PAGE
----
The Lecture Dilemma

I have a PhD in education, specialization in statistical analysis, sub-specialty in measurement, sub-sub-specialty in Rasch models, sub-sub-sub-specialty in analysis of residuals from dichotomously scored test items. That’s pretty much the  end of any dinner table or cocktail party conversation. I lost you at “statistical.”

On a cruise of 108 days, or 107 nights, there are 60-plus days at sea, although I haven’t counted them up. On every one of those days, in addition to the usual fun and games, organized by crew, there are lectures, art classes, dancing classes, bridge classes, craft classes, exercise classes, photography classes, and a community chorus. Some of the classes, but not all, seem to be led by employees of Fred Olsen. There are also “dance hosts” who seem to be there to ensure there are enough male partners for all the women who show up without a spouse. I seem to recall an Italian word for that role. I have not explored how or what any of these people are paid.

For every day at sea, there are two, often three, lectures. Some are “port lectures” that tell us about the place we are about to visit. Those seem to be given by people who have traveled enough to be familiar with the place, but tend to run to self-promotion of the ship sponsored shore excursions. Those have a couple advantages: (1) they usually have a bus right at the ship and (2) the ship won’t leave without you if the tour is late getting back. For the adventuresome, you can generally do a little better cost-wise organizing something on your own. We’ve done it both ways.

The other lecturers seem to be people who have convinced the cruise line that they have something interesting enough to say to fill in an hour here and there. There have been talks dealing with volcanoes, rain forests, sea birds, John Paul Jones (nee John Paul; he added the Jones trying to avoid being hanged as a pirate.), life and times of a forensic coroner and advisor on BBC murder mysteries, experiences of an RAF fighter pilot, Jack the Ripper, and Donald Campbell, CBE, holder of most land and water speed records in the 50s and 60s. These lecturers probably don’t get paid all that much but they do get travel expenses for themselves and a significant other.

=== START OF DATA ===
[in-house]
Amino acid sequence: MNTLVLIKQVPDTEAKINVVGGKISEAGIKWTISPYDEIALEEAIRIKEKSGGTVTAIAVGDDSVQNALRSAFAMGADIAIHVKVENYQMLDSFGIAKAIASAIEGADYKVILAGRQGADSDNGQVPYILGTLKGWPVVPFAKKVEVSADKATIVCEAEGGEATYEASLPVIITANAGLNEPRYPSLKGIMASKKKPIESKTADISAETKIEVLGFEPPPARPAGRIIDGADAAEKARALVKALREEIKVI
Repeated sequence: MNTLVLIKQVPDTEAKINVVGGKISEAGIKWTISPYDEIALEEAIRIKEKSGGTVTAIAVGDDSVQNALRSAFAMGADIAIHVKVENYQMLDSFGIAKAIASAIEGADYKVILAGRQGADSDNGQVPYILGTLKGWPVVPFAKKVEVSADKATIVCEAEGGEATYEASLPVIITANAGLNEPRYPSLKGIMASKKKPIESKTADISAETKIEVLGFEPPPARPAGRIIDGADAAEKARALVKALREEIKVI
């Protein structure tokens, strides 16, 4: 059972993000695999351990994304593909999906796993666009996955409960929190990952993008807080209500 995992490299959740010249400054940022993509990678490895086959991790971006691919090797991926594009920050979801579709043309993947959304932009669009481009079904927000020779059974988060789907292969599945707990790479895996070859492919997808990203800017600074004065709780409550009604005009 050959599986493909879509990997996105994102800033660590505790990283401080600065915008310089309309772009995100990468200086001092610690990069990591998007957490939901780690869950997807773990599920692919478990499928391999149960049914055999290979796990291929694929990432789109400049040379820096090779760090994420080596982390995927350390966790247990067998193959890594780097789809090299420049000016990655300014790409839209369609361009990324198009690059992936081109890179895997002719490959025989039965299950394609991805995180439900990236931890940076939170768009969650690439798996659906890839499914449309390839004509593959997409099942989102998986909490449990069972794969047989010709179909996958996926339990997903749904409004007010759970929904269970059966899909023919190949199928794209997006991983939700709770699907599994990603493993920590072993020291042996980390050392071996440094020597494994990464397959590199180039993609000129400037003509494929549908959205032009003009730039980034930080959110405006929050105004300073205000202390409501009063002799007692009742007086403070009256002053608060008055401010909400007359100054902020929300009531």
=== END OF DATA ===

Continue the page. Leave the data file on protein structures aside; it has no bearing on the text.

Here is my dilemma: How do I convince Fred Olsen Cruise Lines that its guests would be interested in hearing about Rasch Model residuals?

5 thoughts on “The Lecture Dilemma

  1. Ron, I think you could make a case for a lecture on Rasch Model residuals. It would be more interesting to me than a lecture on Donald Campbell, CBE. Here’s an idea…You and Dore could give an hour lecture on tandem biking. They would surely hire you on!

    Liked by 1 person

    1. Doré thinks she’s heard enough about Rasch residuals. Her view on tandem biking would probably start with something like, “What view?” And mine would be, “Is she pedaling?”

      Liked by 1 person

  2. You could certainly create a fun lecture on “statistical liars” (play on outliers) but it woukd require some (minimal) effort to generate the examples from the current headlines.
    Otherwise, you can search for a personal meaning angle. It was such an epiphany for me to learn, through study of ANOVA, that main effects can’t be interpreted if there is a significant interaction effect. That led me to get a divorce and move to Chicago. There may have been a few more variables, but that was the stimulus.
    So glad you two are on this journey!!


    1. I didn’t lose quite everyone at statistical. The analysis of Rasch residuals is the search for significant interactions, although not very thing is dichotomous (Ben sometimes tried to interpret life that way.)


      1. The goal of course is to identify and confine the interactions so we can return to the wonderful world of “normal deviates” at least locally.


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